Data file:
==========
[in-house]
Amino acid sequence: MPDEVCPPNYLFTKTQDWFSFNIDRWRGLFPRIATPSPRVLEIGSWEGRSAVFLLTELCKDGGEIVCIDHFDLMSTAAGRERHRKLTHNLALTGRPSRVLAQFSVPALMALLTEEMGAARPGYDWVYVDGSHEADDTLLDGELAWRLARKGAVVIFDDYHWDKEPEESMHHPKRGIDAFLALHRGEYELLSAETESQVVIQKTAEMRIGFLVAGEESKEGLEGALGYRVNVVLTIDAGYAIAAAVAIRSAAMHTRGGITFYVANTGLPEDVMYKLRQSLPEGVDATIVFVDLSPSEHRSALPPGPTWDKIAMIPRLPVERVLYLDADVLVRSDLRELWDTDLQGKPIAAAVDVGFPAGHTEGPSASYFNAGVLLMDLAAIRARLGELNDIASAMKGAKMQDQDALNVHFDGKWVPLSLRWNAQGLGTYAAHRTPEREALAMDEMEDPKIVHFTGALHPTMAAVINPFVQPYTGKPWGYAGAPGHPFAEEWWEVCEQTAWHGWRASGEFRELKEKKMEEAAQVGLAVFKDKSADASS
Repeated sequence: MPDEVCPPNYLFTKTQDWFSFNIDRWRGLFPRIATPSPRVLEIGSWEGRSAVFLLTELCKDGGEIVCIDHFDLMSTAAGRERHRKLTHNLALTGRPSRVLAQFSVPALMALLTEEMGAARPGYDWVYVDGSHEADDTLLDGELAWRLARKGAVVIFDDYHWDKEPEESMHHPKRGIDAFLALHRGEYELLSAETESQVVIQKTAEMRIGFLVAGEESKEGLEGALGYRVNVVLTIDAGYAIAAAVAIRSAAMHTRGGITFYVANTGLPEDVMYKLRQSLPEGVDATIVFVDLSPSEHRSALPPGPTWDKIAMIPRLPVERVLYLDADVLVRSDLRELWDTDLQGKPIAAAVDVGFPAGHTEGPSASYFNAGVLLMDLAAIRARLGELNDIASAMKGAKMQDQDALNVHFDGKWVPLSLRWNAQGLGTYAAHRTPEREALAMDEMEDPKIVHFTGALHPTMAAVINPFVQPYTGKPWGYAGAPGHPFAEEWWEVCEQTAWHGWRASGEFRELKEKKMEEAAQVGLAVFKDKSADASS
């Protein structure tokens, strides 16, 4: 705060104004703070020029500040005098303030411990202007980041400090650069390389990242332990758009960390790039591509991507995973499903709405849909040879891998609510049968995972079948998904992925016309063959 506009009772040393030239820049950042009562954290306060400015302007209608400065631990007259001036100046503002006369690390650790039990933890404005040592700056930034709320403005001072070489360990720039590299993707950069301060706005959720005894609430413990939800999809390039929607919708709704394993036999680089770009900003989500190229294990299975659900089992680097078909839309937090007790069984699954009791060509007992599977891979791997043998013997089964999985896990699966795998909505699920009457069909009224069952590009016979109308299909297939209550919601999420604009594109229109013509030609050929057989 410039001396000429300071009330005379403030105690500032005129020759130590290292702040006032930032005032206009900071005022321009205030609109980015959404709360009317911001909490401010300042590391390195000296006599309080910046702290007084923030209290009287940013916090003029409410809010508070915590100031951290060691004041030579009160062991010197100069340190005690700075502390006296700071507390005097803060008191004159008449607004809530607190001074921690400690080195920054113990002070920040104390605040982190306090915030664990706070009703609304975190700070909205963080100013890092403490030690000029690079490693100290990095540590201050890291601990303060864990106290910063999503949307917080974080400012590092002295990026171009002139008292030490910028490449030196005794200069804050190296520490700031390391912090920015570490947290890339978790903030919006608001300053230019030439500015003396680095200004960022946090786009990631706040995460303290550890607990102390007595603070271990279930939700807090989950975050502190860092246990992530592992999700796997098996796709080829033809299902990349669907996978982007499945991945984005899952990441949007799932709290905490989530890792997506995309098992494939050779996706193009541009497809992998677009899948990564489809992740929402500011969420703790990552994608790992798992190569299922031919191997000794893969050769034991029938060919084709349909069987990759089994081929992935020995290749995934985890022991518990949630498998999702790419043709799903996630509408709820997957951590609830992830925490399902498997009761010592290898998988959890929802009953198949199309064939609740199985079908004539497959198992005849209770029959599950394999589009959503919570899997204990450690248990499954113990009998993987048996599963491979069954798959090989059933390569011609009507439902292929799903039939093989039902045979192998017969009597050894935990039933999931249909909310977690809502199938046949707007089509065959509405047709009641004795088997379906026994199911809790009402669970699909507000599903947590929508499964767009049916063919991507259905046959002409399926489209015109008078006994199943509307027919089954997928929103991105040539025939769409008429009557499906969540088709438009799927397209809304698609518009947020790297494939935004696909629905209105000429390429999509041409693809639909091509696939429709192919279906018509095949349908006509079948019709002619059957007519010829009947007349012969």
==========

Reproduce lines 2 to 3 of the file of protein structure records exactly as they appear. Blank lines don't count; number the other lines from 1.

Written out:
Amino acid sequence: MPDEVCPPNYLFTKTQDWFSFNIDRWRGLFPRIATPSPRVLEIGSWEGRSAVFLLTELCKDGGEIVCIDHFDLMSTAAGRERHRKLTHNLALTGRPSRVLAQFSVPALMALLTEEMGAARPGYDWVYVDGSHEADDTLLDGELAWRLARKGAVVIFDDYHWDKEPEESMHHPKRGIDAFLALHRGEYELLSAETESQVVIQKTAEMRIGFLVAGEESKEGLEGALGYRVNVVLTIDAGYAIAAAVAIRSAAMHTRGGITFYVANTGLPEDVMYKLRQSLPEGVDATIVFVDLSPSEHRSALPPGPTWDKIAMIPRLPVERVLYLDADVLVRSDLRELWDTDLQGKPIAAAVDVGFPAGHTEGPSASYFNAGVLLMDLAAIRARLGELNDIASAMKGAKMQDQDALNVHFDGKWVPLSLRWNAQGLGTYAAHRTPEREALAMDEMEDPKIVHFTGALHPTMAAVINPFVQPYTGKPWGYAGAPGHPFAEEWWEVCEQTAWHGWRASGEFRELKEKKMEEAAQVGLAVFKDKSADASS
Repeated sequence: MPDEVCPPNYLFTKTQDWFSFNIDRWRGLFPRIATPSPRVLEIGSWEGRSAVFLLTELCKDGGEIVCIDHFDLMSTAAGRERHRKLTHNLALTGRPSRVLAQFSVPALMALLTEEMGAARPGYDWVYVDGSHEADDTLLDGELAWRLARKGAVVIFDDYHWDKEPEESMHHPKRGIDAFLALHRGEYELLSAETESQVVIQKTAEMRIGFLVAGEESKEGLEGALGYRVNVVLTIDAGYAIAAAVAIRSAAMHTRGGITFYVANTGLPEDVMYKLRQSLPEGVDATIVFVDLSPSEHRSALPPGPTWDKIAMIPRLPVERVLYLDADVLVRSDLRELWDTDLQGKPIAAAVDVGFPAGHTEGPSASYFNAGVLLMDLAAIRARLGELNDIASAMKGAKMQDQDALNVHFDGKWVPLSLRWNAQGLGTYAAHRTPEREALAMDEMEDPKIVHFTGALHPTMAAVINPFVQPYTGKPWGYAGAPGHPFAEEWWEVCEQTAWHGWRASGEFRELKEKKMEEAAQVGLAVFKDKSADASS